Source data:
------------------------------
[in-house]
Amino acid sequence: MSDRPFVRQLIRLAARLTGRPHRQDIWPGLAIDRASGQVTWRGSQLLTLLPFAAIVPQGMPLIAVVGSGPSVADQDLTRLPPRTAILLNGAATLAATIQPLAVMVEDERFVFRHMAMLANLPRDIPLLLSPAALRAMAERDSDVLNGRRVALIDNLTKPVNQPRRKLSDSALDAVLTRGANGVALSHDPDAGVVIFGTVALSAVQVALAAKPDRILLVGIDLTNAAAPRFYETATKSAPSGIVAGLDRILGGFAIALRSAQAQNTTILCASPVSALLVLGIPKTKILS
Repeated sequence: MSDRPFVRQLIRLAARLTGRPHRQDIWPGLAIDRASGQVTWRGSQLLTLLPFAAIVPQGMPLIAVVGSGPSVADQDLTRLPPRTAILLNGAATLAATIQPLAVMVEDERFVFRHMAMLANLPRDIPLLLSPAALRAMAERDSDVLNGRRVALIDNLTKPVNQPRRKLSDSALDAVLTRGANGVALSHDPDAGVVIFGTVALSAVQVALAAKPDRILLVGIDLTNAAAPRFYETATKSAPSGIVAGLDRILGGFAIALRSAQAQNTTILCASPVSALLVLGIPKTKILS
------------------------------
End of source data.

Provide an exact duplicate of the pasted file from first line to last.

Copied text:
[in-house]
Amino acid sequence: MSDRPFVRQLIRLAARLTGRPHRQDIWPGLAIDRASGQVTWRGSQLLTLLPFAAIVPQGMPLIAVVGSGPSVADQDLTRLPPRTAILLNGAATLAATIQPLAVMVEDERFVFRHMAMLANLPRDIPLLLSPAALRAMAERDSDVLNGRRVALIDNLTKPVNQPRRKLSDSALDAVLTRGANGVALSHDPDAGVVIFGTVALSAVQVALAAKPDRILLVGIDLTNAAAPRFYETATKSAPSGIVAGLDRILGGFAIALRSAQAQNTTILCASPVSALLVLGIPKTKILS
Repeated sequence: MSDRPFVRQLIRLAARLTGRPHRQDIWPGLAIDRASGQVTWRGSQLLTLLPFAAIVPQGMPLIAVVGSGPSVADQDLTRLPPRTAILLNGAATLAATIQPLAVMVEDERFVFRHMAMLANLPRDIPLLLSPAALRAMAERDSDVLNGRRVALIDNLTKPVNQPRRKLSDSALDAVLTRGANGVALSHDPDAGVVIFGTVALSAVQVALAAKPDRILLVGIDLTNAAAPRFYETATKSAPSGIVAGLDRILGGFAIALRSAQAQNTTILCASPVSALLVLGIPKTKILS